Allowing special needs children their service animals in school.
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Grade 3 student Kenner Fee was diagnosed with severe autism at the age of three and has been aided by a service dog in order to attend school. Kenner's dad, Craig Fee, told CBC Kitchener-Waterloo the school board said the boy does not qualify to bring his service dog into the classroom.
Eight-year-old Kenner Fee, who has autism, has a service dog named Ivy. His pediatrician recommended it to help the boy stay calm and avoid the urge to run away, which are common problems for people with this disorder.
And the Lions Foundation of Canada Dog Guides did extensive screening before they gave the dog to Kenner three years ago, to ensure the child would benefit from the relationship.
But the Waterloo Catholic District School Board, which has no expertise in the matter, has decided that this advice isn't important, and that the dog isn't necessary or welcome with Kenner at his school.
Kenner's father, Craig, has taken the board to the Ontario Human Rights Tribunal.
Craig says the board, by refusing to have the dog at St. Kateri Catholic Elementary School in Kitchener, is discriminating against Kenner because of his disability.
Two pieces of information suggest that he is probably right.
First, there is not a single service dog at any Catholic school in Waterloo Region. That suggests an unwelcoming attitude to them. By contrast, there are 12 service dogs at Waterloo Region's public schools. This information was obtained by Craig through an access to information request.
Second, Craig testified at the hearing on Wednesday that a senior board official warned him if the board were to allow service dogs, it would be inundated with requests by others for service animals including "service ponies, service snakes, service ducks."
He told the hearing that he found the comment "condescending."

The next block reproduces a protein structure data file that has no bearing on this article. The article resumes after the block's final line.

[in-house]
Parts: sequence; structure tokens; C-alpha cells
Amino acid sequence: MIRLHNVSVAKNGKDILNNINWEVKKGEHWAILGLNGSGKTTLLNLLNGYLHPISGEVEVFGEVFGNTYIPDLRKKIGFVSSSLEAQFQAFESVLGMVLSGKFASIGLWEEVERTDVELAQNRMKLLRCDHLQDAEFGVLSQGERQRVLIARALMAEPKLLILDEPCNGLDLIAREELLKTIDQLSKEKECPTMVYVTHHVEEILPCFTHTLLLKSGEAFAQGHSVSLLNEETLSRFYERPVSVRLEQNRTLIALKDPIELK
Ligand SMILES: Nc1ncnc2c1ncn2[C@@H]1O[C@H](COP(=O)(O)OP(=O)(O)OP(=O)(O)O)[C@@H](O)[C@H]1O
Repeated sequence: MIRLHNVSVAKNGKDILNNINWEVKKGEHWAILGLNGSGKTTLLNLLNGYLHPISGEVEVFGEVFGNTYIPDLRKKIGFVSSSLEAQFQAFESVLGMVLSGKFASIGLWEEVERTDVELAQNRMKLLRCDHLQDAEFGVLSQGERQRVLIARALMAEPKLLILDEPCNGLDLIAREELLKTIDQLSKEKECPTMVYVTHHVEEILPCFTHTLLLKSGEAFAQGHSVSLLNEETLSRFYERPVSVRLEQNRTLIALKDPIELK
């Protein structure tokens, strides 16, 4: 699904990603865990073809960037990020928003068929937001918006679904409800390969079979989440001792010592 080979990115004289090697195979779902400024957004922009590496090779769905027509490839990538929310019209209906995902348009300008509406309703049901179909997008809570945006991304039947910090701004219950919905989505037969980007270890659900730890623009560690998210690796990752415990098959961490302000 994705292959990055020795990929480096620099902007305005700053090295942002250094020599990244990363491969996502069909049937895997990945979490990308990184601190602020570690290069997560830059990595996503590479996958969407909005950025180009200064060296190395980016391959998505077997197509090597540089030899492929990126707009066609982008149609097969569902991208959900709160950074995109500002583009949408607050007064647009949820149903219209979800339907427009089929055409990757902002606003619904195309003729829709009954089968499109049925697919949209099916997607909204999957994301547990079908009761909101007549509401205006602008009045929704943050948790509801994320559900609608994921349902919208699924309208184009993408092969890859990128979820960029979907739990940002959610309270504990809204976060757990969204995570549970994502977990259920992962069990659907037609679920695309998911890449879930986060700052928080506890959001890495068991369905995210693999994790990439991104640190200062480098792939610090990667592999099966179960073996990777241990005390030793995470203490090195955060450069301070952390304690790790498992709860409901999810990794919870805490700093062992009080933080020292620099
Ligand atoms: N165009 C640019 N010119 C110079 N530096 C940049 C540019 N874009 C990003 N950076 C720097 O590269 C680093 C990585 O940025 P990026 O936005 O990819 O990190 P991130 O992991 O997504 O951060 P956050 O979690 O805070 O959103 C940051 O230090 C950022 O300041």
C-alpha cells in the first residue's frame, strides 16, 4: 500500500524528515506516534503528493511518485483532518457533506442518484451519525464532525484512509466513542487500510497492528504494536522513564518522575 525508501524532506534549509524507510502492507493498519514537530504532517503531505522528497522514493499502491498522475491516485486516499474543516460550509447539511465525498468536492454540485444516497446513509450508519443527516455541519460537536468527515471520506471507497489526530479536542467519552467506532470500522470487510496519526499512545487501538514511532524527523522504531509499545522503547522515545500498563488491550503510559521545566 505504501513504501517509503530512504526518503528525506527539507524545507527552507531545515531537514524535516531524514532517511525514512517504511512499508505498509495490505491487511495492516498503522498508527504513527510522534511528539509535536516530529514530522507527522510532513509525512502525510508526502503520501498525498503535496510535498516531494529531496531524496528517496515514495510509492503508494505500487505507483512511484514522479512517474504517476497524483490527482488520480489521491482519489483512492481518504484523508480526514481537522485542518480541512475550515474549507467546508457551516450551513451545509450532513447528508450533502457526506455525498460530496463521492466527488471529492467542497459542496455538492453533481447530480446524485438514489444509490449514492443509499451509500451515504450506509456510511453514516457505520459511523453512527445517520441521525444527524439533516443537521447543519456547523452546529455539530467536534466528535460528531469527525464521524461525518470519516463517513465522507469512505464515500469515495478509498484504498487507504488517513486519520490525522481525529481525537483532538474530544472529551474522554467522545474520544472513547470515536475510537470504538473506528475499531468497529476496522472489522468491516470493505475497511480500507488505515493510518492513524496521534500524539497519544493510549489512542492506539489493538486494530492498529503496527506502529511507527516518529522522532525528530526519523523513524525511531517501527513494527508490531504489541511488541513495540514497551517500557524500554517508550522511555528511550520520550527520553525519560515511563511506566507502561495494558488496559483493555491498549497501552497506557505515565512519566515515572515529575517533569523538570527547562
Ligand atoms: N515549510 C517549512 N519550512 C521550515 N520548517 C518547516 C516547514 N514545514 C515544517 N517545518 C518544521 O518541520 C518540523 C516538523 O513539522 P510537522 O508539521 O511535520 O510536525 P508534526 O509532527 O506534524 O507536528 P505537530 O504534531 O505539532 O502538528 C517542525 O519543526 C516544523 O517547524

After the hearing he added: "I felt she was belittling the role the service dog plays for someone with autism."
Indeed, it's hard to know how to take that comment any other way.
Laura Shoemaker was at the hearing but declined to comment on her remark. Board education director Loretta Notten, who also attended, said she wouldn't comment on the individual comment either, but added that in general animals other than dogs are used for service purposes.
Listening to the detailed cross-examination of Craig on Wednesday was like hearing two very different sides of one story.
The lawyer for the board kept emphasizing how well Kenner was doing without the dog in school. His report card said he was meeting the learning goals of his grade level, with grades of B and B-plus. When he needed a break from tasks that are difficult for him, he knew how to identify this and retreat to his "quiet place" in the classroom.
Craig gave a completely different view, saying his son's marks had actually dropped, and his behaviour problems were escalating, with frequent screaming fits.
In one episode, Kenner ran away from school, which wouldn't have happened if the dog had been there, Craig said.
The board seems determined to prove that Kenner doesn't need his dog. But if he didn't need it, why would a pediatrician and a service dog organization have advocated for him to get one?
The hearing isn't over. It resumes in June. But it's already clear that it's not up to the school board to decide whether Kenner needs his service dog, any more than a traffic enforcement officer has the right to question why you have a parking pass for handicapped spots on your dashboard.
"I'm hoping to achieve not only my son being allowed to have his autism service dog in the classroom with him, but any other kids that need this accommodation as my son does," said Fee.
The question is: Why is the board trying so hard to keep service dogs out of its schools?
Information taken from several news sources.
PLEASE take the time to support this very important cause in regards to our children having their human right recognized.
Special needs children have rights and needs too.
Thank You very much,
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